I love to see how colourists bring my drawings to life with colour and how unique each person’s approach to colouring is. Every time I see one coloured it brings a smile to my face. I have so many colouring books published, so many templates drawn that I don’t have time to colour them all myself.
But when I see a template I wasn’t happy with all coloured in and how wonderful it looks, it not only makes me smile, but it gives me a little confidence boost that my drawings may be just good enough after all.
Yes, I suffer with imposter syndrome and a lack of self-confidence still.
For the rest of the day I really do need to get on with my Christmas card design for this year and get the moonpig ones sorted out and sent off.
Over the past couple of days I’ve been drawing small designs in pen, including plenty of line detail to add volume and shadow.
Today, I scanned the drawings in and printed them out (after cleaning them up a tad digitally) so I could try colouring them.
I wanted to print them on mixed media paper, which I know my printer will take. However, even with clean scans, the prints were really messy. However, when printed on ordinary paper, the prints were pristine.
I wasn’t happy as I wanted to use a paper with a bit more ‘tooth’ so I could make use of the Derwent Colorsoft pencils. But, I persevered and the results are above.
The first I coloured is in the top middle. My colour sense isn’t always wonderful. Lots of colours, but it just doesn’t feel coherent in any kind of way.
So, I moved on to the next design. This time, I thought I’d use analogous colours (colours next to each other on the colour wheel), with a touch of a complementary colour to add brightness. Complementary colours are opposite each other on the colour wheel.
I like this second one much more. It feels cohesive, like everything belongs together. And the little bursts of yellow/orange just lift it all.
The third design I’ve been colouring is only partly done. I’ve veered away from entirely analogous colours, but I am trying to keep the colour palette simple and with, perhaps, an autumnal feel to it.
As I was working on printer paper, I needed to use some way to blend the colours. I remembered I had some ‘Zest-It’ blending solution and some paper torchons. They worked well. The big frustration was that I couldn’t lay down intense colour. However, as these are prints, I’m not too worried. I do need to find some toothy paper which will go in the main paper drawer of my printer. I do have some cartridge paper here somewhere which should go through it.
Of course, scanning the drawings in means I can also work on adding colour digitally. It means I can try things out until I’m happy with the results.
I never have much luck with printers. Inkjet printers die on my quickly, even the more expensive professional ones. I thought I’d try a laser printer, but I seem to have problems with this one now not giving clean prints when I use the sheet feeder for specialist papers.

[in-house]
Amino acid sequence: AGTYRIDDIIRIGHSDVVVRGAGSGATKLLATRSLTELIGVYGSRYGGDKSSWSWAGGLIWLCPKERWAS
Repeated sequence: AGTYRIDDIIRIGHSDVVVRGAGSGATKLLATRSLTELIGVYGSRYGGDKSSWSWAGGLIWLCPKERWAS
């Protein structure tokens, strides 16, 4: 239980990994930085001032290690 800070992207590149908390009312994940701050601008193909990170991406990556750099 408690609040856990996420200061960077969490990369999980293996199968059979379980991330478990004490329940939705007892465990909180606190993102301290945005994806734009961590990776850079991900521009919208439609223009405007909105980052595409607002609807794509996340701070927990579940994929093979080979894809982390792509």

I don’t print much out, to be honest, but it’s frustrating when I want to print artwork out on specialist paper.
A note to self about colour.
What I have learned is that I like to watercolour the designs, but then the addition of coloured pencils to intensify the colours and add shadows works really well for me. I like the intense contrasts that I can get with coloured pencils that I just can’t seem to achieve with watercolours.
Of course, I can always colour digitally, which lets me play with colours, change them, until I get something I really like.
Today, I’ve had a reminder that limited palettes, particularly of analogous colours, seem to be working rather well for me, especially with those accents of complementary colours.
I really do need to put a big ‘note to self’ where I can see it to remind me of this. I can get carried away with colours
This week, I have an entangled mandala design, with a zentangle-style background. It always seems a shame to waste the space around a mandala when it’s a page for breathing life into a design with colour.
I drew this design in Autodesk Sketchbook Pro using a brush that changed width with pressure. That allowed me to add some dimension to the lineart. But it is colour and shading that really brings a sense of volume to the design.
One of the members suggested a Christmas in July template, so that’s what I did. A page full of iconic Christmas motifs, admittedly not all of them, but a fair selection.
If you fancy printing this template off, all you need to do is join the group! It’s completely free, as are all the templates I design for the group. All I ask is that you follow the terms and condtions of use.